It’s difficult enough being a triathlete and fitting in the training hours for swim, bike and run. Add in any strength and conditioning, physio, rehab, stretching and foam roller work and it’s beginning to look like a full-time job.
So, when people suggest extra sessions, it’s important to know all the facts. Most crucially, you will want to know that any additions will have a positive impact on your performance. Plyometric training is one such addition.
What is plyometric training?
Plyometric exercise is a type of sports-specific training used to enhance muscular power, explosiveness and, as a result, performance. It’s typically used by athletes who need a degree of speed and power for their sport, e.g track and field (sprint, throwing and jumping events), rugby, hockey and plenty of other team sports.
Plyometrics are defined as any activity that enables a muscle to reach maximal force in the shortest amount of time. With that description, you’d be forgiven for thinking such exercises aren’t a necessary part of training for an endurance sport. But you’d be wrong…
Why use plyometric exercises for triathlon?
You’ll be pleased to know you already have a degree of plyometric training in you programme: you run. One of the most important functions of muscles and tendons in running is to store energy. Your body will store this energy from impact/reaction with the ground and then release it to drive you forwards. Plyometric training can enhance the muscular and tendon stiffness that is required for running to increase efficiency and reduce your chance of injury.
Some research has demonstrated that endurance athletes who incorporate plyometric training into their exercise routines can improve their exercise economy, using less energy even at higher exercise intensities. This allows an endurance athlete to perform at a faster pace for a longer duration – vital for performance gains.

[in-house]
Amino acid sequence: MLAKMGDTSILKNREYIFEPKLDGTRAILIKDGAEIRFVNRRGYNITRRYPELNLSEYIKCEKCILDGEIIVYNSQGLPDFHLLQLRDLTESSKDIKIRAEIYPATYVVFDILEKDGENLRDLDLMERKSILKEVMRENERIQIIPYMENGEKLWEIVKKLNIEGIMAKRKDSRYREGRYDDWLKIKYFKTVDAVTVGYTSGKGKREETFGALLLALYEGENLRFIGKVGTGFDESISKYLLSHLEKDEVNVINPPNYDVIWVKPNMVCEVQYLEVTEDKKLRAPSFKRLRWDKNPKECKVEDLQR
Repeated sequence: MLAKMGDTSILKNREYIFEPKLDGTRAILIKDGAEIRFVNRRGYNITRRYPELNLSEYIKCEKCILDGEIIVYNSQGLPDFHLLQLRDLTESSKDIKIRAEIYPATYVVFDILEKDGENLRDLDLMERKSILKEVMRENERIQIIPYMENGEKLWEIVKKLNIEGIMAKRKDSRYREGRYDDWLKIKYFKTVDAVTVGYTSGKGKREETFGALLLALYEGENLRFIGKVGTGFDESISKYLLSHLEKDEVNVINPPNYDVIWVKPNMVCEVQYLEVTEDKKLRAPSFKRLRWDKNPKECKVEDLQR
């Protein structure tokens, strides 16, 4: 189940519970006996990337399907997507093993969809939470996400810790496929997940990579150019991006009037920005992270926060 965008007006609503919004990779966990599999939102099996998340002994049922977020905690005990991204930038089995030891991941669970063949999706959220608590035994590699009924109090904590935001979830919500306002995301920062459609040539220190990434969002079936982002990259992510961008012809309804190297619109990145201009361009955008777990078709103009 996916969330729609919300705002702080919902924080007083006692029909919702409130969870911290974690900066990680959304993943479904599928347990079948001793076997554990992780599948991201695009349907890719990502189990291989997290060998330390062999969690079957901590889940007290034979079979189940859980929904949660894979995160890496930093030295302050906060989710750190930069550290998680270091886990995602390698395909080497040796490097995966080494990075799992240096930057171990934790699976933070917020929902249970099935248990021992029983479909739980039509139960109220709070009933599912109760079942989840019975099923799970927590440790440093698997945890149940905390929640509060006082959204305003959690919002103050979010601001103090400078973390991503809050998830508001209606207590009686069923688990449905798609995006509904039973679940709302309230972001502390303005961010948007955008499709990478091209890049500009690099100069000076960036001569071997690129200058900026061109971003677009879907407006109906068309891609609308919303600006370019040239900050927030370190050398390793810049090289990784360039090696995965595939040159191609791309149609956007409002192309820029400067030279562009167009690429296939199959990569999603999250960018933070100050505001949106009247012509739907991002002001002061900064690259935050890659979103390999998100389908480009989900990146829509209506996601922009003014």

Plyometric exercises always require some element of skill acquisition and coordination, which can be directly transferred to your athletic ability for all three triathlon disciplines: swimming, cycling and running.
A race may come down to a sprint for the line. Plyometrics help with that sudden change of pace that may be required on your way to the finish line or out of transition.
Are there any risks?
If you already have an underlying muscle or bone injury, you should consult your doctor or physiotherapist before adding in any plyometric work. The high impact element of these exercises could aggravate any existing symptoms and hamper your recovery.
If you’re new to running, triathlon or exercise in general, as a beginner plyometrics aren’t advised. They require you to have a degree of coordination, body awareness and strength, so a more generalised strength and conditioning programme should be completed first.
Plyometric exercises for triathletes
There are numerous plyometric exercises to choose from, but I’ve selected the four below as they’re more suited to triathletes.
They replicate movement patterns and use similar muscle groups to those used when running. As with all exercises, concentrate on correct form; the repetitions suggested are guides.
Begin in a lunge position with one foot out in front and the other behind your body. Both knees should be at 90°. Make sure your front knee is directly over your front ankle, not pushed forwards over your toes.
Drive upwards from the lunge position switching legs in the air, landing in the lunge position on the opposite side. Repeat 12 times.
Single-leg multi-directional hops
Begin by hopping in one place on one foot 15 times. Then hop side-to-side staying on the same foot 15 times. Follow that by jumping forward and backward 15 times. Repeat the hops on the other leg.
Bound in a forward direction, exaggerating your running form, and turn each stride into a jumping motion for about 30 metres. Progress this by increasing the speed and height of the bounds.
Choose a stable box that’s a comfortable height from which to start. Standing on the ground, squat downward and leap on to the box, swinging your arms forward for momentum.
Jump backwards off the box, being careful to bend your knees and land softly. Repeat 12 times and progress by increasing the height of the box.
(Images: iStockphoto / Romilly Lockyer / Acute Graphics)
For lots more performance drills and advice head to our Training section